By Richard K. Betts
Edited through some of the most popular students within the box, Richard Betts' Conflict After the chilly War assembles vintage and modern readings on enduring difficulties of overseas safeguard.
Offering extensive historic and philosophical breadth, the rigorously selected and excerpted choices during this well known reader support scholars interact key debates over the way forward for struggle and the hot kinds that violent clash will take. Conflict After the chilly War encourages nearer scrutiny of the political, financial, social, and army elements that force struggle and peace.
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Additional resources for Conflict After the Cold War: Arguments on Causes of War and Peace
From their writings and from my own personal contacts with them, there is no question in my mind that the liberal Soviet intelligentsia rallying around Gorbachev has arrived at the end-of-history view in a remarkably short time, due in no small measure to the contacts they have had since the Brezhnev era with the larger European civilization around them. “New political thinking,” the general rubric for their views, describes a world dominated by economic concerns, in which there are no ideological grounds for major conflict between nations, and in which, consequently, the use of military force becomes less legitimate.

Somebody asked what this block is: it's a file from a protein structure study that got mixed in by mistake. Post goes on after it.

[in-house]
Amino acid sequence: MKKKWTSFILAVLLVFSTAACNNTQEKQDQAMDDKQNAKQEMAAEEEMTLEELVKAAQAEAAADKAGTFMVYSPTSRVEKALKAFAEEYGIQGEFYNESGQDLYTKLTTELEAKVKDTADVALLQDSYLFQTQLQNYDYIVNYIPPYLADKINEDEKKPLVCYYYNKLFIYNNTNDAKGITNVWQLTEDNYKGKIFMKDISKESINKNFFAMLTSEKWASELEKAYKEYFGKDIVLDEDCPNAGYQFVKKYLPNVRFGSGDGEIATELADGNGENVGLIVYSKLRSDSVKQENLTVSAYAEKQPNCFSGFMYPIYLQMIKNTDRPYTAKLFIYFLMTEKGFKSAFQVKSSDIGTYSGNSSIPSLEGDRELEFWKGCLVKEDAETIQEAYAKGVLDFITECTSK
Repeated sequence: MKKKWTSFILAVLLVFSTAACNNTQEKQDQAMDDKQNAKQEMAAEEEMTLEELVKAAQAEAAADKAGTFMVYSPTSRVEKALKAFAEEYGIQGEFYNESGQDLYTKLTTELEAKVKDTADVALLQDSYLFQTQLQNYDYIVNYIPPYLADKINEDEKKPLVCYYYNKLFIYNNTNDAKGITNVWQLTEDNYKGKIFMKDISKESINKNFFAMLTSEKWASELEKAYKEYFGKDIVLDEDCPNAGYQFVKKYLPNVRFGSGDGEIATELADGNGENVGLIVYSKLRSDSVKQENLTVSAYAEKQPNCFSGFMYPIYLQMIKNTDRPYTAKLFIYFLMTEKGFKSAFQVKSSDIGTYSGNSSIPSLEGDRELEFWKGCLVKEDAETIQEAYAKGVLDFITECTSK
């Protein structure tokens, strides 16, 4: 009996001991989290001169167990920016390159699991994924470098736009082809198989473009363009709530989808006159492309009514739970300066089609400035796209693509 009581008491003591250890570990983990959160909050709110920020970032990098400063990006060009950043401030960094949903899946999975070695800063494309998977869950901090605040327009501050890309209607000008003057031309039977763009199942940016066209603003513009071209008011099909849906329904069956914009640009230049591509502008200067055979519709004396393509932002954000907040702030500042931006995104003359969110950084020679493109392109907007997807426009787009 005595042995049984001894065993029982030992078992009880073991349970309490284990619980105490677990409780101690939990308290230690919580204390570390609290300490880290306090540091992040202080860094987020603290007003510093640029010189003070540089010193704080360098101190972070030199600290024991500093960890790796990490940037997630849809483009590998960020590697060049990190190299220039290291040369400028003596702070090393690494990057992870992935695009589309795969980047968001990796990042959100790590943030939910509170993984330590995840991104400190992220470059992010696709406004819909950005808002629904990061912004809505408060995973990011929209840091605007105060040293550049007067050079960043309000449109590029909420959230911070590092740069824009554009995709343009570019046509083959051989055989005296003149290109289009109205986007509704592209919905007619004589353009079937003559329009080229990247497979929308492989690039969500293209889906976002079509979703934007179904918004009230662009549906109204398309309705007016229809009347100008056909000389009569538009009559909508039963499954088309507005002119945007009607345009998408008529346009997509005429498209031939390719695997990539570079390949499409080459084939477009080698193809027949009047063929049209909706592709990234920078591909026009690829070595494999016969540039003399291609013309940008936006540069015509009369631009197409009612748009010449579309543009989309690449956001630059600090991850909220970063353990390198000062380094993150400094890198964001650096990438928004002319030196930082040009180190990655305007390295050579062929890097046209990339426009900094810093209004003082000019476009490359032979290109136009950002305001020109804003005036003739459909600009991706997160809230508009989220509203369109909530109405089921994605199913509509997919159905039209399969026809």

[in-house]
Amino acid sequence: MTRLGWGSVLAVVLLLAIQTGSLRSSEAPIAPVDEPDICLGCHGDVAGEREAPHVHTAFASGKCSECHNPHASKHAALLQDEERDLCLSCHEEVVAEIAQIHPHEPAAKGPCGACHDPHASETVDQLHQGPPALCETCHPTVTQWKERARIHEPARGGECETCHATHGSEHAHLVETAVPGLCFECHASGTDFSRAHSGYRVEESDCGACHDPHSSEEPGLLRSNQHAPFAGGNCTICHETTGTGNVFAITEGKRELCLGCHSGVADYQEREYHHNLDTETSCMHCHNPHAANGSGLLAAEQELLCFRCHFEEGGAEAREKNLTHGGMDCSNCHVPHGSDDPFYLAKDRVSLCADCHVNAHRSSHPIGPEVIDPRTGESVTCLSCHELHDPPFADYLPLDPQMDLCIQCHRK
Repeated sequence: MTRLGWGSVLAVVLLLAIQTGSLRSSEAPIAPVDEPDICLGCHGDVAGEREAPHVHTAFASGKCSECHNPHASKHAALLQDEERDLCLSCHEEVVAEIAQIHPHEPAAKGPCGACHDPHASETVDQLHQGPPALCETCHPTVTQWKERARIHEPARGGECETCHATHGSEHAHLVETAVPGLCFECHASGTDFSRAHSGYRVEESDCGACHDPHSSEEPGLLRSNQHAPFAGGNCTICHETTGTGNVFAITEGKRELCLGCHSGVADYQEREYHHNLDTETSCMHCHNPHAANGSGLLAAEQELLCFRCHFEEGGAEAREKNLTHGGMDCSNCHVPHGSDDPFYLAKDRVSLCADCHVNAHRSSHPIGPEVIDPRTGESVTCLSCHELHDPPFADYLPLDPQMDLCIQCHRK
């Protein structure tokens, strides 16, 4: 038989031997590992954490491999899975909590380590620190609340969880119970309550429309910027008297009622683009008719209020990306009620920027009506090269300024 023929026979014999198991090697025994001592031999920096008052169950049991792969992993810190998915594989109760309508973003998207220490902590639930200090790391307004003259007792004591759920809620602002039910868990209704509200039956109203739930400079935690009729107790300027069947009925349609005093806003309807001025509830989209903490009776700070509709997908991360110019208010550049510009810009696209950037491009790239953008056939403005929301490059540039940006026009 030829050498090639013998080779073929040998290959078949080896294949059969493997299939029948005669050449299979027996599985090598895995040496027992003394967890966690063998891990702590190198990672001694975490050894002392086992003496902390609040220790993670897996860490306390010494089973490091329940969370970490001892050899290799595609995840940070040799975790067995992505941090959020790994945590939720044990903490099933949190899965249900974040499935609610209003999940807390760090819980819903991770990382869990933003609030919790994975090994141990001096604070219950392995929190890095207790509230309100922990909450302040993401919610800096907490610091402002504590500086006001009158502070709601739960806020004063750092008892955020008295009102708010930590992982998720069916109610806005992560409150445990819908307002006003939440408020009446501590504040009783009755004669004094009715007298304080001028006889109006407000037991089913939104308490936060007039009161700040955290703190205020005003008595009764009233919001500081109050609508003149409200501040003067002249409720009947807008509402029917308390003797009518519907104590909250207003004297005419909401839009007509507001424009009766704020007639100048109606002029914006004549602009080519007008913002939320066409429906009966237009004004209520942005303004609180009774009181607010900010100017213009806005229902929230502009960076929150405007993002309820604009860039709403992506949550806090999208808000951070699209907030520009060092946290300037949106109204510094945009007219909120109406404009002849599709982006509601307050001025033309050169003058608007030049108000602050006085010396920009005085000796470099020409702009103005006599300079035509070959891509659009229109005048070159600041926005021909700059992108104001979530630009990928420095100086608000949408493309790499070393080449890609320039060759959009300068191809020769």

But the doctrine has little appeal for non-Muslims, and it is hard to believe that the movement will take on any universal significance. Other less organized religious impulses have been successfully satisfied within the sphere of personal life that is permitted in liberal societies. The other major “contradiction” potentially unresolvable by liberalism is the one posed by nationalism and other forms of racial and ethnic consciousness. It is certainly true that a very large degree of conflict since the Battle of Jena has had its roots in nationalism.
For the world at that point would be divided between a part that was historical and a part that was post-historical. Conflict between states still in history, and between those states and those at the end of history, would still be possible. There would still be a high and perhaps rising level of ethnic and nationalist violence, since those are impulses incompletely played out, even in parts of the post-historical world. Palestinians and Kurds, Sikhs and Tamils, Irish Catholics and Walloons, Armenians and Azeris, will continue to have their unresolved grievances.